Among those in the death chamber will be the sister of Ralph Ablanedo, Irene. According to the Statesman, she "plans to stand at the window in the Huntsville death chamber to watch Powell die from five feet away. She will be thinking about her brother, what he meant to his family and how he was taken away too early. The pain of loss still burns."

"I can't wait for that bastard to take his last breath," she said. "That is what he deserves."

The death penalty arouses much debate. It's not an issue that neatly divides liberals and conservatives. Consider the case of Karla Faye Tucker
, who was executed in 1998 in Texas at the age of 38. She grew up in a troubled family and was into sex and drugs in her early teens. Like her mother, she was for a time a Rock' n Roll groupie. In 1981, Tucker and her boyfriend, Danny Garrett, murdered Jerry Dean and Deborah Thornton during a late-night burglary. They used a hammer and pick-ax to brutally kill the couple in their bedroom.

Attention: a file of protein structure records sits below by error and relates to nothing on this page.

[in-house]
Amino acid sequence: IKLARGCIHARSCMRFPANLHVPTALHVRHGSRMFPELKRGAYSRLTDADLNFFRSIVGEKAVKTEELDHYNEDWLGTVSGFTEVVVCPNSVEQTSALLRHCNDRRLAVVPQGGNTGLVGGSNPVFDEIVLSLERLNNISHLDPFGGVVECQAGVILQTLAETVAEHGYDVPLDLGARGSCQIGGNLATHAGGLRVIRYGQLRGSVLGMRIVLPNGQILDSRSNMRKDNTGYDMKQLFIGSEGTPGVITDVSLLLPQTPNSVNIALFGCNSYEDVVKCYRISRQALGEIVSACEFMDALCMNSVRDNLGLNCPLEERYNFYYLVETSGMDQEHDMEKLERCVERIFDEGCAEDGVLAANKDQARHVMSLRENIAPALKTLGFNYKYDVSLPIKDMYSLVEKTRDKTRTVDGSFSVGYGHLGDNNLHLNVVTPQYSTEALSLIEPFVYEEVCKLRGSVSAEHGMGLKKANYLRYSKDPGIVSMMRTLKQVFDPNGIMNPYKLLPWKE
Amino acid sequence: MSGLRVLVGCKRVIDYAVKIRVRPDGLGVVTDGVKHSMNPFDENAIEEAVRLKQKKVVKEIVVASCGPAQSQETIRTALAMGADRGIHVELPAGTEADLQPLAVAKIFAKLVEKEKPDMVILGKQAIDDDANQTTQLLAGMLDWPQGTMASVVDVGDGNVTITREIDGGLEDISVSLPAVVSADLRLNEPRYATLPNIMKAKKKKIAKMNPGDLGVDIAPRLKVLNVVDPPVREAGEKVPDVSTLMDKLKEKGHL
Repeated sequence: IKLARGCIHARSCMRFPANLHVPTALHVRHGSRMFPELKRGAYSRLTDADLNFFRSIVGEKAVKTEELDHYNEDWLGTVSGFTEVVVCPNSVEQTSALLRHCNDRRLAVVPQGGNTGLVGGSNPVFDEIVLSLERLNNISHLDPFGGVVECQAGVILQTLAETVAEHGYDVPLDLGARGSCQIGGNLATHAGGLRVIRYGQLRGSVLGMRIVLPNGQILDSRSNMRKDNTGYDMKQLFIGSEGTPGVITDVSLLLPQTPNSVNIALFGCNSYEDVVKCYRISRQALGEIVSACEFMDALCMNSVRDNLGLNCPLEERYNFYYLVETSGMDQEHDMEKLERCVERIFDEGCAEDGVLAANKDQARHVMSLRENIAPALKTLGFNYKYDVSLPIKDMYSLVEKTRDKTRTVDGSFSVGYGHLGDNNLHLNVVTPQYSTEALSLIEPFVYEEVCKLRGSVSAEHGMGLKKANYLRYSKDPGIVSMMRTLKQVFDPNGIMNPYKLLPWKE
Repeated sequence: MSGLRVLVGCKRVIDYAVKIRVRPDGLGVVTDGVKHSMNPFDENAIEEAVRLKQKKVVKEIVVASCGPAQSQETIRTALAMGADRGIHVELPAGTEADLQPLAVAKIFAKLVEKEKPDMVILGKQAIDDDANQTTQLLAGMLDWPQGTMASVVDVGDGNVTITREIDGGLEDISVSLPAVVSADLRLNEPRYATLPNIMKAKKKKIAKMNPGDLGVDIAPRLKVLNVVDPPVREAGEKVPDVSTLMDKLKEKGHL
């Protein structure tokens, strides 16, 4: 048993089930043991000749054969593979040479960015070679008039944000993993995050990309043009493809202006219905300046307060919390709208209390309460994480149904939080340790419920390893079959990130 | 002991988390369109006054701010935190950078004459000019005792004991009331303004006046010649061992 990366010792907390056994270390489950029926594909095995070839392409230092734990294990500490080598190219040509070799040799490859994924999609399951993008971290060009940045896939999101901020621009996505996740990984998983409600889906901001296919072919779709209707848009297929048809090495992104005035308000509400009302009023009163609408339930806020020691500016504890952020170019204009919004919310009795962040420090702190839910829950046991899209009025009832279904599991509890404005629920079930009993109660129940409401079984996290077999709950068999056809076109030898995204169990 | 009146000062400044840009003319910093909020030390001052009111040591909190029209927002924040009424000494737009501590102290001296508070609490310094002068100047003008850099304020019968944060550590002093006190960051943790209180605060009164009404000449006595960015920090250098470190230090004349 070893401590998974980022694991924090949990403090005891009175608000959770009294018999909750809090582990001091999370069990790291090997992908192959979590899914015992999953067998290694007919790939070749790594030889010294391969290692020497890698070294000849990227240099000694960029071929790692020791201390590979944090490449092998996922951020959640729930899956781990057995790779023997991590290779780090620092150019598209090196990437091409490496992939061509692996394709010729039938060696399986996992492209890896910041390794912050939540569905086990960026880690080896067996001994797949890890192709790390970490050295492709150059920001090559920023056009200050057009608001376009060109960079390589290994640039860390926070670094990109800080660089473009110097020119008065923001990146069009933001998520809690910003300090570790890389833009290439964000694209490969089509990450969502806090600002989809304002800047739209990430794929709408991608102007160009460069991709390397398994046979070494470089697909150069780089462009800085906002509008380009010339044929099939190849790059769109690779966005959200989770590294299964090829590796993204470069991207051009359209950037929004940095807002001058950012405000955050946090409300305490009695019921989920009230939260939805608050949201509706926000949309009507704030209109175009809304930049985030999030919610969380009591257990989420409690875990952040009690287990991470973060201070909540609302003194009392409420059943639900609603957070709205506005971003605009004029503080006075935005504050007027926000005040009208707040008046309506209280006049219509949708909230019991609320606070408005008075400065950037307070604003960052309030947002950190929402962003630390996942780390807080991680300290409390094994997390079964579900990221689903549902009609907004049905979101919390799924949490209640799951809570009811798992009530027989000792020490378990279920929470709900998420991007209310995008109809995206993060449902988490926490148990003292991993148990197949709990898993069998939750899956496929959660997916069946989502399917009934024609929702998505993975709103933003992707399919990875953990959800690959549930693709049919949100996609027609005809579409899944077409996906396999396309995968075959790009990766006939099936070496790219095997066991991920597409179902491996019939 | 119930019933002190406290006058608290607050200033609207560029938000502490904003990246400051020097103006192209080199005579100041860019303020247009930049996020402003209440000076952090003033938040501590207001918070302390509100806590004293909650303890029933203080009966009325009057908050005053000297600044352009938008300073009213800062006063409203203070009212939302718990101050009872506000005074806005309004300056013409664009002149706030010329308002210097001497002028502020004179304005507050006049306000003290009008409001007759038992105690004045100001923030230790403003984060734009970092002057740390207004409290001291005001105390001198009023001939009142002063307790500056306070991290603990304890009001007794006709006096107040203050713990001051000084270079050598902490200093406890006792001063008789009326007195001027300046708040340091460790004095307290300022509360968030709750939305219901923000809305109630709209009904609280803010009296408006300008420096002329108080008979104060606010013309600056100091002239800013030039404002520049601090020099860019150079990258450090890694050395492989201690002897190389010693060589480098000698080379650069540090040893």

In prison, Karla Faye Tucker converted to Christianity, and her conversion seemed genuine to many. Here is a YouTube interview
with her, during which she talks about her new-found faith. She said she was not afraid of dying, because "Jesus has prepared a place for me."